Critiques Of Tricksters And Traditionalists
Responding To Critiques Of Tricksters And Traditionalists
In Response to Critiques of Tricksters and Traditionalists on Supertopo Website, 2006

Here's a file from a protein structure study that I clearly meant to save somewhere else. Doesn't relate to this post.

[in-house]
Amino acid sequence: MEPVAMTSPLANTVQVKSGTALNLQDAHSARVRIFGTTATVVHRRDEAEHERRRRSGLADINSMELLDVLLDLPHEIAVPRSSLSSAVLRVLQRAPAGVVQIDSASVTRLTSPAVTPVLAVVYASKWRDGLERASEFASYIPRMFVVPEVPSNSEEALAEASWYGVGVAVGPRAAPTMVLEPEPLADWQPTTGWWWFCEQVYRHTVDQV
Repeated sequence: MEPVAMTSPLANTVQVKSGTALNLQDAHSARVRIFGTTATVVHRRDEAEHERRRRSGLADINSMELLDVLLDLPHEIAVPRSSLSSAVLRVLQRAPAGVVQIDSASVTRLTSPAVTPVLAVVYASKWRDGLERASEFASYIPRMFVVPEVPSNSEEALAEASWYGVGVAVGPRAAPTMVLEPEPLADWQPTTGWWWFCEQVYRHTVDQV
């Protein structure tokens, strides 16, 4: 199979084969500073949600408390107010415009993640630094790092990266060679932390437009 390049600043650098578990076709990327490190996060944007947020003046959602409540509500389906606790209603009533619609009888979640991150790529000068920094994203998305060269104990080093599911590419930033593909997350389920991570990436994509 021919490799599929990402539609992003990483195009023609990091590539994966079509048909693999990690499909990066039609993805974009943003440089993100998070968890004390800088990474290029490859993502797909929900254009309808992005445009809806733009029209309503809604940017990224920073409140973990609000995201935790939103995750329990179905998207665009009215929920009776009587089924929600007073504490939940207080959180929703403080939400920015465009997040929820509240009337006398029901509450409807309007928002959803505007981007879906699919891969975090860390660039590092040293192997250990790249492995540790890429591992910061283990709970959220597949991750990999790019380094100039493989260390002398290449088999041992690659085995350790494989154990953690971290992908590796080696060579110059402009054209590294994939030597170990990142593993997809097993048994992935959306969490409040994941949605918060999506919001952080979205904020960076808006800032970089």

- regarding, "I think the author ... has a good point about making the style known," referring to the article calling for complete descriptions of styles on first and first free ascents. Such information about the style of ascents, whether in guidebook histories or route descriptions, not only enriches the experience, history and lore of climbing, it provides some way to compare achievements across time. As the article states, "Contrary to cherished belief, climbing is a competitive sport. Climbing a route all free, with limited protection and on the first try means much more than climbing it after rehearsing moves or placing protection on rappel. Consequently, climbers should agree to reveal how new routes, particularly hard ones, were done. Only in this way can climbers test themselves by trying routes in the same or better style." Doesn't this notion still applies today, in spite of the popularity of bolted sport routes? Why else do recent guidebooks, such as to Mammoth and Red Rocks, list first ascent parties for sport routes if the finished route is the only thing that matters? Why do posts and scuttlebutt go around about how many falls, tension rests, pre-placements and days to completion were involved in first free ascents? And why else do we have terms such as redpoint, flash and the like if we no longer care how routes are done, whether protected by bolts or other hardware? It seems we forever "vote" with our brains on style issues, contrary to another post, "we climbers vote with our feet and the election is LONG OVER."
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